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FBI is called derelict in pursuit of Soviet spy in CIA Internal probe says agency should have been more aggressive in finding Ames


WASHINGTON -- A two-year-long, highly classified internal Justice Department inquiry has concluded that the FBI was derelict in failing to aggressively pursue the case that ultimately led to Aldrich H. Ames, the most damaging spy in the history of the CIA.

A report on the Justice Department's inquiry, officials said, blamed the FBI for reacting slowly after two Soviet officials working in Washington, who had been recruited as spies by the FBI, were inexplicably recalled to Moscow in 1985. Both men, Valery F. Martinov and Sergei M. Motorin, were subsequently executed.

The report, the officials said, found that the loss of the agents should have been an alarming tip-off that someone inside U.S. intelligence had compromised the two men. But the question of who was behind the losses remained an unsolved espionage puzzle for nearly eight years until FBI agents arrested Ames in 1994.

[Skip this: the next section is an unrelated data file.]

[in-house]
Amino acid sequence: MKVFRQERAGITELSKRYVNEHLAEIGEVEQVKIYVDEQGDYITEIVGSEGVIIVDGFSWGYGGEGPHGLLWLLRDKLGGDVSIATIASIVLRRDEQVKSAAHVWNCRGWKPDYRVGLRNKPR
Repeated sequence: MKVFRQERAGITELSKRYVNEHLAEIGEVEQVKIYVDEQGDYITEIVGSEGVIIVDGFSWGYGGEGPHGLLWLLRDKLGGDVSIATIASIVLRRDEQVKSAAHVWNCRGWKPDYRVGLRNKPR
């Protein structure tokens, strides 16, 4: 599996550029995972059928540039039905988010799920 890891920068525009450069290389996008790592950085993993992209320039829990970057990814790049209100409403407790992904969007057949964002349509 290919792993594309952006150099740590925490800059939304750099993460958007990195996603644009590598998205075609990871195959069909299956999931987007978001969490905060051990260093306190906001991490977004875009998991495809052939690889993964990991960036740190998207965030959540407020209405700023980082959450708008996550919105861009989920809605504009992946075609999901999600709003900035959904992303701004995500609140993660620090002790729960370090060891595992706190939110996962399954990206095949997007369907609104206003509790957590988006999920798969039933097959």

In the intervening years, Ames rose through the ranks of the CIA while accepting more than $1.5 million in exchange for the identities of more than a dozen Soviet and East Bloc officials bTC working secretly for the United States. The entire CIA spy network within the Soviet Union was wiped out, with most agents killed or imprisoned.

Michael R. Bromwich, the Justice Department's inspector general, said yesterday that the report had been completed and that he expected an unclassified summary to be made public soon. He would not discuss the details of the inquiry or the findings.

John F. Lewis Jr., head of national security at the FBI, said yesterday that the criticism of the FBI's past performance was unfair. "Twenty-twenty hindsight is terrific in 1997 when you're looking back at mid-1980s," he said.

"But the state of our counterintelligence and counterespionage investigations in the United States are really only as good as the relationship between the FBI and the CIA. Back in the mid-1980s, we didn't have very good cooperation."

The report's findings represent the latest blow to the FBI and its director, Louis J. Freeh, who has tried to improve the relationship between the FBI and the CIA.

The FBI has been reeling from a string of recent setbacks, most recently an inspector general's report issued Tuesday that found the agency's crime lab was rife with unscientific practices that may cast a cloud over its forensic work in hundreds of criminal cases.

Pub Date: 4/18/97

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